It was also a great day back in June of 1981. On my last day of school, my dad came to pick me up. We went to see “Superman 2.” Since it was opening day, the line of people wrapped around the block. The movie theater was packed. Later, we went to our local coffee shop for an early dinner. I got to order a hamburger, fries, and a Sprite. Afterwards, I got to pick out a toy at the store. There was no camera that day. Still, I remember. I felt like the luckiest kid in the world.

There was also no camera that summer when I was at my cousin’s house. Yet, we had a blast hanging in the basement during a terrible thunderstorm. We listened for the rumblings and screeched at the sight of lightning. Afterwards, we went out and splashed around in the puddles until we passed out from laughter.

Those events took place more than 30 years ago, but they are still forever captured in my heart.

I have many great memories. I also have some sad ones. Thus is life. However, on this day, nothing mattered but my own little family and that unbelievable sky.

They were offering free massages for adults at Family Day. Yes, massages at no cost. I had no excuse not to partake in the festivities. Who knows? I might have missed it completely if I was too busy staring at Instagram while I walked by the tent.

I had no excuses not to laugh at my daughter’s silly moves on the trampoline. I also could not miss the balloon my son almost let fly away.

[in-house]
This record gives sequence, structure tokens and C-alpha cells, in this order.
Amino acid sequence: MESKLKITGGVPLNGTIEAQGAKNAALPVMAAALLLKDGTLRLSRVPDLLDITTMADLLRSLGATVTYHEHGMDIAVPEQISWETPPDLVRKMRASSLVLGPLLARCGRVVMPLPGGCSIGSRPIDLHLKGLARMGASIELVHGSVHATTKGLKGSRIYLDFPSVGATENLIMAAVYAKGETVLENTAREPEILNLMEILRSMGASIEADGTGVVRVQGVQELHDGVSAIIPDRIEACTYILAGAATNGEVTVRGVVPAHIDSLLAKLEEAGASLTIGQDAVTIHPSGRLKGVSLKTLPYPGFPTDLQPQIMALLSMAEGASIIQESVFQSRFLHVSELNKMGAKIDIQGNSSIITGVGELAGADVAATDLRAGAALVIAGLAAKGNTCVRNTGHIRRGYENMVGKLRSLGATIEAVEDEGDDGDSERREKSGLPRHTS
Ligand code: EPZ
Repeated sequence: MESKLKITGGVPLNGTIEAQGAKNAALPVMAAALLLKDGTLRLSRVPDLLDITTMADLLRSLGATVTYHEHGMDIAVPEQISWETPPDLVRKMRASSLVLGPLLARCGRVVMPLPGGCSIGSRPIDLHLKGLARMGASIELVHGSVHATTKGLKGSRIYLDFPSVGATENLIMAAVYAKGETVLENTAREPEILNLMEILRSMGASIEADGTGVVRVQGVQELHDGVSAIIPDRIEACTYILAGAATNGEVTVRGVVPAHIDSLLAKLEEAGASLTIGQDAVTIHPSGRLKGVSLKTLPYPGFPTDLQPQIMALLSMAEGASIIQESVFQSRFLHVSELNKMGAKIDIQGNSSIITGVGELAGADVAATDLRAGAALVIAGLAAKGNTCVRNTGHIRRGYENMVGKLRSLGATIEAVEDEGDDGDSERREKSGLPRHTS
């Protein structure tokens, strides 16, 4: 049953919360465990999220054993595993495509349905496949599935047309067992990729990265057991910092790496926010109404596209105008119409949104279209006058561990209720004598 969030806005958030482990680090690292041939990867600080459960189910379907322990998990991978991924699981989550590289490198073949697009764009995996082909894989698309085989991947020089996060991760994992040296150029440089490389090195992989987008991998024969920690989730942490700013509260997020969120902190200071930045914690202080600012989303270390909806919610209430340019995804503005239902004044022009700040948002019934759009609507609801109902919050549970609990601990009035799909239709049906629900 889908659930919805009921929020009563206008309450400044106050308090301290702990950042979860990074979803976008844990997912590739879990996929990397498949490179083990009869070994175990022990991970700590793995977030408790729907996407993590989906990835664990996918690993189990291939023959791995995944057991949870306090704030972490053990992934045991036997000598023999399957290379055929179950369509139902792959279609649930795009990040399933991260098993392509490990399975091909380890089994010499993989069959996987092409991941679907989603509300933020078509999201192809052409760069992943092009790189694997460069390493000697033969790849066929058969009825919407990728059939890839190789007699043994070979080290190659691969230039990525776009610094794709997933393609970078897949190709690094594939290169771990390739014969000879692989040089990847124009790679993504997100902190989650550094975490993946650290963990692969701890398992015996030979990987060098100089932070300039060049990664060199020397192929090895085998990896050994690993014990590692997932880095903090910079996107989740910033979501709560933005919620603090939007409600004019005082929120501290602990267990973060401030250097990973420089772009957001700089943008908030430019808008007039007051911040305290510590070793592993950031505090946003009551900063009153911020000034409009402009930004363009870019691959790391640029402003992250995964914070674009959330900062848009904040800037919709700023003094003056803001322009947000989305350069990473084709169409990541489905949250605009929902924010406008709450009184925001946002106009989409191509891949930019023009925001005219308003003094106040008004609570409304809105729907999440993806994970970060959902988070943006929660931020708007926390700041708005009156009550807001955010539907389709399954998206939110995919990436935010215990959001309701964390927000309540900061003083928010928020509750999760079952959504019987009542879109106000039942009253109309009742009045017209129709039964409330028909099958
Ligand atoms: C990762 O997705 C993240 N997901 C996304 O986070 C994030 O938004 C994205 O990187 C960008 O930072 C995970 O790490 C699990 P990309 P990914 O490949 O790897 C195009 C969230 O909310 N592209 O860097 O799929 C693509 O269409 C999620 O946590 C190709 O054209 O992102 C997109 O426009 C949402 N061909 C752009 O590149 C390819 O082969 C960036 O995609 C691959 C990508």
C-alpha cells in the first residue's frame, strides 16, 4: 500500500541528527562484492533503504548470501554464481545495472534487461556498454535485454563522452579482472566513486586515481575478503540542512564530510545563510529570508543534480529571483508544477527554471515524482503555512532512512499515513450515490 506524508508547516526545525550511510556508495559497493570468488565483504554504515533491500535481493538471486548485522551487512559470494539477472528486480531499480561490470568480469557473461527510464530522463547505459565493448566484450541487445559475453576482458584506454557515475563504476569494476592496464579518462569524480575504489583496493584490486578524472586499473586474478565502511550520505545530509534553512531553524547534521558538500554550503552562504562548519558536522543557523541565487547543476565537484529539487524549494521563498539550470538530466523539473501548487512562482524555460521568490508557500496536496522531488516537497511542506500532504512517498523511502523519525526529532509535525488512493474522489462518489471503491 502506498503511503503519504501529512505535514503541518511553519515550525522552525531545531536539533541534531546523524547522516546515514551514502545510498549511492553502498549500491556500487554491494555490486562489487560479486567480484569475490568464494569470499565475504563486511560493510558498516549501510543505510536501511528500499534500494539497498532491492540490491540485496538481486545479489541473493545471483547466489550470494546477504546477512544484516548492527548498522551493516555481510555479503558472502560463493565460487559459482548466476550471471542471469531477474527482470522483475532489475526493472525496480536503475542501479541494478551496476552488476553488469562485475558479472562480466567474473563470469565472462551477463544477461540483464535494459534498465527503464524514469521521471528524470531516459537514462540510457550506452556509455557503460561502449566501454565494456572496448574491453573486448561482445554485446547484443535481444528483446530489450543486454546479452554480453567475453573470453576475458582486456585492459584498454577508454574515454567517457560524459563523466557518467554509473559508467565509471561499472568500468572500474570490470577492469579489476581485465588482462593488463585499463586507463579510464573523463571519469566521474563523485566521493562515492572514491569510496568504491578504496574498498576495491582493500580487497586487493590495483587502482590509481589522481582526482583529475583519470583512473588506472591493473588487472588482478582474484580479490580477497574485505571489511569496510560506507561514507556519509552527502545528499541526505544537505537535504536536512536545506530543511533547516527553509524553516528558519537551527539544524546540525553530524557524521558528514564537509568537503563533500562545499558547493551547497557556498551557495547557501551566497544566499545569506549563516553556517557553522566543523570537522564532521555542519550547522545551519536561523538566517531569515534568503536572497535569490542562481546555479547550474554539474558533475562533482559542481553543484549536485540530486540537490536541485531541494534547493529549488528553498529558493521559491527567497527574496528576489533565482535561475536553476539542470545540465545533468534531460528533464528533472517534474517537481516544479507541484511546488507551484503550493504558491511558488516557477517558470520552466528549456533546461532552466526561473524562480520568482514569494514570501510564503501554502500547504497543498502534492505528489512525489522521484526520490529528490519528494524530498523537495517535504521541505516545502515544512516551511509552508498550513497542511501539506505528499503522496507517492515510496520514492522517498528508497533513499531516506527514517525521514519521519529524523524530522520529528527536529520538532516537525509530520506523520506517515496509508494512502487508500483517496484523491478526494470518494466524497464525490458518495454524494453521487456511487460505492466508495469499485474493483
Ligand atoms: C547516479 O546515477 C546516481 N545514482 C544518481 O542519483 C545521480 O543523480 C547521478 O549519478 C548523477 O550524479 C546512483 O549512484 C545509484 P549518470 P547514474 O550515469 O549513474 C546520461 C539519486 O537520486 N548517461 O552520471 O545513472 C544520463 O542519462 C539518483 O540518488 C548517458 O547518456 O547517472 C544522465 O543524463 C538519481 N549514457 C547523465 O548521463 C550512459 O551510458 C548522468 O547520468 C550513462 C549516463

I was able to capture the balloon myself. On this day, sans the cell phone, my hands were completely free.

Without my cell phone, I felt a little bit lighter.

There would be no pictures captured on this day, but that was okay.

A few years ago, during Hurricane Sandy, a bunch of my family’s videocassettes were destroyed due to a flood in the basement. I was devastated. Most of my sadness was due to the wonderful woman I always enjoying watching in those videos – my mom. She passed away from cancer 17 years ago.

No, I wouldn’t be able to see her or hear her again. But that doesn’t mean I don’t remember. Those days that she took me to the beach and slathered my freckled skin with sun block. The long talks. The endless laughs. Mom was always up for an adventure, and I must say, I treasure them all.

Today, at my daughter’s “stepping up” ceremony at school, I realized I forgot my iPad. Anxiety ensued. How was I going to take video of my daughter singing and dancing on her special day?

Instead, I took a deep breath. I held my son tightly in my lap. I watched the sea of cell phones in the air. I lived in the moment. I smiled. I cried.

I made a mental note to always remember this day and the joy that went along with it.

And I always will.